The 2020 Hockey Hall of Fame class was a deserving group for the most part, but several overlooked players arguably warranted inclusion.
A maximum of four male players and two female players can be selected by the Hall every year - a rule that may need to be expanded given the amount of deserving candidates. The 2020 class includes the maximum number of male players, but there are others who arguably deserved a spot more than those who were selected. In addition, the Hall chose to elect only one female player, leaving one spot unfilled.
The selections of Kevin Lowe and Doug Wilson were questionable, as neither boasted superstar credentials during their careers. Lowe won plenty of titles, but his admission that he never considered himself a Hall of Famer is a sentiment likely shared by many in the hockey world. It took him 20 years of eligibility to make it, while Wilson waited for a quarter of a century to get his call.
While Jarome Iginla was a no-brainer to make it in his first year of eligibility, Marian Hossa wasn't necessarily worthy of immediate induction. He was likely to earn enshrinement at some point, but whether he deserved to be inducted in his first year is debatable.
With that in mind, here are four players who had strong enough cases to crack the 2020 class:
It's downright absurd Mogilny was snubbed for the 11th consecutive year. He ranks third all time in goals and goals per game among Russian forwards, and fourth in points among his countrymen who've played in the NHL.
Mogilny finished with over a point per game in his stellar career (1,032 in 990), including a 76-goal, 127-point campaign in 1992-93 and a 55-goal, 107-point campaign in 1995-96.
He has even greater significance to the growth of the game internationally as the first player ever to defect from the Soviet Union to the NHL. His ordeal is well-documented, making it even more egregious that someone who risked his life to play in North America and then had a tremendous career continues to be denied the recognition he deserves.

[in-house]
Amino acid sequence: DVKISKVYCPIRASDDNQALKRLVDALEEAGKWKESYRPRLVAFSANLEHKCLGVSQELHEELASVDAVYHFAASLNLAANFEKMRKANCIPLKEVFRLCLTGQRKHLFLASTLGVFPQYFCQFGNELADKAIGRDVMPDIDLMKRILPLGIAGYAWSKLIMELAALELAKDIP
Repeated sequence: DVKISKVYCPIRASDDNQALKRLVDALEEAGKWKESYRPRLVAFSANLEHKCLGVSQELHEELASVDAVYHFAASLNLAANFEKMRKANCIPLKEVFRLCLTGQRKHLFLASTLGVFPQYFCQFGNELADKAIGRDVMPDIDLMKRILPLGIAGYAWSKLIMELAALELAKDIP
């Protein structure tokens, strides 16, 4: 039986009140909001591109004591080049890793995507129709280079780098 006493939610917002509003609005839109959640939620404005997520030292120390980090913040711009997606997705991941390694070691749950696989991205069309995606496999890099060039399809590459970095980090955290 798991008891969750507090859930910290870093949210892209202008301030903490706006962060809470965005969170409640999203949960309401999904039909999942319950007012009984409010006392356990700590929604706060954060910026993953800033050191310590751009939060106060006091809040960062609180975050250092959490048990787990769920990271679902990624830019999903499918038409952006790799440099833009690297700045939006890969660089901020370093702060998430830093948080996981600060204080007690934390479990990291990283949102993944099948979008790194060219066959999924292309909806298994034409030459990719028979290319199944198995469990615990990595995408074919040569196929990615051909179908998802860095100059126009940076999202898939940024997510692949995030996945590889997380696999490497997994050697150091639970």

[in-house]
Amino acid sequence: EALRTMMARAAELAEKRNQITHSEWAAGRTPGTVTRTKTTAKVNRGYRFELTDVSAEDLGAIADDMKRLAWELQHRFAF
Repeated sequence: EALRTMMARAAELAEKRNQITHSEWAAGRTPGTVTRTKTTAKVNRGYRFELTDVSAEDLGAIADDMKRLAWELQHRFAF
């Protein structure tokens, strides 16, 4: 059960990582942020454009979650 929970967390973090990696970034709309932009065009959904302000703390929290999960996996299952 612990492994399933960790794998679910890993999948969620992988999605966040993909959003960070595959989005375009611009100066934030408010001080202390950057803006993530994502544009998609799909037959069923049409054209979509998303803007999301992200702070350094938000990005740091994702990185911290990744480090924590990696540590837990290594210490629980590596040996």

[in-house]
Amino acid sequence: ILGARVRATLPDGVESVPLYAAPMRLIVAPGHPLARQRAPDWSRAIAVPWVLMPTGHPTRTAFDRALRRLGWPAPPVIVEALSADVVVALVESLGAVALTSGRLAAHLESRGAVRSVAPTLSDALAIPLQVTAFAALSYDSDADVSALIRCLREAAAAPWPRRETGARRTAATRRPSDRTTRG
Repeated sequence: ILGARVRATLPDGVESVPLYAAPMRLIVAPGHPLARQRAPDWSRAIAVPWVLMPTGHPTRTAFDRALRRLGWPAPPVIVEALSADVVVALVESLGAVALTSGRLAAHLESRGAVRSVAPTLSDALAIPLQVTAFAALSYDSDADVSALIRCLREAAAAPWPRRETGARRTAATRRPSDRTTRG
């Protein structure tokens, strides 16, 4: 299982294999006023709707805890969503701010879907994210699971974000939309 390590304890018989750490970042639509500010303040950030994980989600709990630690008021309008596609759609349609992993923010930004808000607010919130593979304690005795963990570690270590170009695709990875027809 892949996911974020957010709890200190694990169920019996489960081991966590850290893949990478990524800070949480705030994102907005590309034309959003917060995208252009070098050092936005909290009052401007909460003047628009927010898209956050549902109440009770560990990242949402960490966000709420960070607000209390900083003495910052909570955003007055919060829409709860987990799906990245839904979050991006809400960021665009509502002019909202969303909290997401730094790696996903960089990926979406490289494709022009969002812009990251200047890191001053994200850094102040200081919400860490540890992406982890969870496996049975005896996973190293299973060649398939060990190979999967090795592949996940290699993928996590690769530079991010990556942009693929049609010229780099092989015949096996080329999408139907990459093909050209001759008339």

Alfredsson isn't a slam dunk Hall of Famer, so the fact he was passed over for his first three years of eligibility wasn't surprising. However, this year represented a prime opportunity for the voters to honor him, and their questionable selections only further emphasized they should have instead anointed the longtime Ottawa Senators captain.
He doesn't have the Stanley Cup resume of a player like Lowe, but he was clearly a superior player, averaging nearly a point per game for his career while winning the Calder Trophy and an Olympic gold medal to boot.
If character is a consideration, Alfredsson exuded it in spades during his career, and it's a mild shock he hasn't yet been recognized for all of his contributions.
Fleury is beloved in Calgary and beyond, but he was far more than a fan favorite. The dynamic Flames legend produced at an outstanding clip, notching 1,088 points in 1,084 career games.
He also helped the club win the Stanley Cup in his rookie season of 1988-89, posting 34 points in 36 regular-season games before adding 11 in 22 playoff contests en route to the title.
Fleury's achievements are even more impressive when you consider he was only 5-foot-6 and about 180 pounds. Next year will be his 15th on the ballot, and it's about time he gets his rightful place among the rest of the game's greats.
Botterill's accomplishments and accolades are numerous both at the collegiate and international level.
She's the only player ever to win the Patty Kazmaier Award - given annually to the top U.S. college female ice hockey player - on two occasions, and she amassed 319 points in 113 games while at Harvard. She was also one of only four players to collect 100 or more points in a single NCAA campaign.
Botterill is a Canadian hockey legend, having won three Olympic gold medals and five World Championship titles while representing her country. She was a two-time MVP at the worlds, and produced almost a point per game (174 in 184) during her tenure with the national program.
The Hockey Hall of Fame selection committee hasn't elected two women in the same year since 2010, when it enshrined both Angela James and Cammi Granato. However, Botterill clearly deserved to be chosen alongside her former teammate, 2020 inductee Kim St-Pierre.
Honorable mentions: Patrik Elias, Rod Brind'Amour, Sergei Gonchar, Julie Chu.